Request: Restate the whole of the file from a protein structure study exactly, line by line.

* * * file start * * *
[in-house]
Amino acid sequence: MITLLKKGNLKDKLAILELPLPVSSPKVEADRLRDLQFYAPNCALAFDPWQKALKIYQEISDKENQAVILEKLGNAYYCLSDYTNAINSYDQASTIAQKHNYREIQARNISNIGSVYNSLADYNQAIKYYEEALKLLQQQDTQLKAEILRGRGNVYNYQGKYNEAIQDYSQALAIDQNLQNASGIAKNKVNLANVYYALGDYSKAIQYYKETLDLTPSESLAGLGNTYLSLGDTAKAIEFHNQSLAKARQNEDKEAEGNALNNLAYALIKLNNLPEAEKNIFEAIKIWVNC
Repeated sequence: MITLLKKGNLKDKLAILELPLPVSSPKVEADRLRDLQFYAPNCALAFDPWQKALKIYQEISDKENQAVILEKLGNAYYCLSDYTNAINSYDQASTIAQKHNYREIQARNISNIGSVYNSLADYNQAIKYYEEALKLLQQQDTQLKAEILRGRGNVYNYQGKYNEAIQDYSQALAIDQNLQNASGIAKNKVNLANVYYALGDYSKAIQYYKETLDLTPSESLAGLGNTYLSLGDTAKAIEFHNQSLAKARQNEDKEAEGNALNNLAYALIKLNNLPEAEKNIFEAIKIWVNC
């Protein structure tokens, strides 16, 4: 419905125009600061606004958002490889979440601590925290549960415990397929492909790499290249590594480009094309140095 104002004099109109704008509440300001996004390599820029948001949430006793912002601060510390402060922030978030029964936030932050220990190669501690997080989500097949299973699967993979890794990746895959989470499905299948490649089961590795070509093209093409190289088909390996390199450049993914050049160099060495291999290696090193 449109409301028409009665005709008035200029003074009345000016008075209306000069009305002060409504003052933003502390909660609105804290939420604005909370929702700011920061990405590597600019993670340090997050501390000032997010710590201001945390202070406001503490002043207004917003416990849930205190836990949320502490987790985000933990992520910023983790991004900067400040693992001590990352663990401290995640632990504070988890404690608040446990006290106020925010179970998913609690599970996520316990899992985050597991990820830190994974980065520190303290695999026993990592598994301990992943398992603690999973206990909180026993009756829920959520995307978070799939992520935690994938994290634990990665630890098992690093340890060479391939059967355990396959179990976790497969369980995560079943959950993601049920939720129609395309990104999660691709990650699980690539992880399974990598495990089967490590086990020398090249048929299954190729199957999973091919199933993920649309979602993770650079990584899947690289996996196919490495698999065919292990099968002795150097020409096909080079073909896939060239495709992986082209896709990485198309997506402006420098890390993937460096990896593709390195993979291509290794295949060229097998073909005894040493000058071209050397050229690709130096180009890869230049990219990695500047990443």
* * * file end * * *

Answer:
[in-house]
Amino acid sequence: MITLLKKGNLKDKLAILELPLPVSSPKVEADRLRDLQFYAPNCALAFDPWQKALKIYQEISDKENQAVILEKLGNAYYCLSDYTNAINSYDQASTIAQKHNYREIQARNISNIGSVYNSLADYNQAIKYYEEALKLLQQQDTQLKAEILRGRGNVYNYQGKYNEAIQDYSQALAIDQNLQNASGIAKNKVNLANVYYALGDYSKAIQYYKETLDLTPSESLAGLGNTYLSLGDTAKAIEFHNQSLAKARQNEDKEAEGNALNNLAYALIKLNNLPEAEKNIFEAIKIWVNC
Repeated sequence: MITLLKKGNLKDKLAILELPLPVSSPKVEADRLRDLQFYAPNCALAFDPWQKALKIYQEISDKENQAVILEKLGNAYYCLSDYTNAINSYDQASTIAQKHNYREIQARNISNIGSVYNSLADYNQAIKYYEEALKLLQQQDTQLKAEILRGRGNVYNYQGKYNEAIQDYSQALAIDQNLQNASGIAKNKVNLANVYYALGDYSKAIQYYKETLDLTPSESLAGLGNTYLSLGDTAKAIEFHNQSLAKARQNEDKEAEGNALNNLAYALIKLNNLPEAEKNIFEAIKIWVNC
């Protein structure tokens, strides 16, 4: 419905125009600061606004958002490889979440601590925290549960415990397929492909790499290249590594480009094309140095 104002004099109109704008509440300001996004390599820029948001949430006793912002601060510390402060922030978030029964936030932050220990190669501690997080989500097949299973699967993979890794990746895959989470499905299948490649089961590795070509093209093409190289088909390996390199450049993914050049160099060495291999290696090193 449109409301028409009665005709008035200029003074009345000016008075209306000069009305002060409504003052933003502390909660609105804290939420604005909370929702700011920061990405590597600019993670340090997050501390000032997010710590201001945390202070406001503490002043207004917003416990849930205190836990949320502490987790985000933990992520910023983790991004900067400040693992001590990352663990401290995640632990504070988890404690608040446990006290106020925010179970998913609690599970996520316990899992985050597991990820830190994974980065520190303290695999026993990592598994301990992943398992603690999973206990909180026993009756829920959520995307978070799939992520935690994938994290634990990665630890098992690093340890060479391939059967355990396959179990976790497969369980995560079943959950993601049920939720129609395309990104999660691709990650699980690539992880399974990598495990089967490590086990020398090249048929299954190729199957999973091919199933993920649309979602993770650079990584899947690289996996196919490495698999065919292990099968002795150097020409096909080079073909896939060239495709992986082209896709990485198309997506402006420098890390993937460096990896593709390195993979291509290794295949060229097998073909005894040493000058071209050397050229690709130096180009890869230049990219990695500047990443």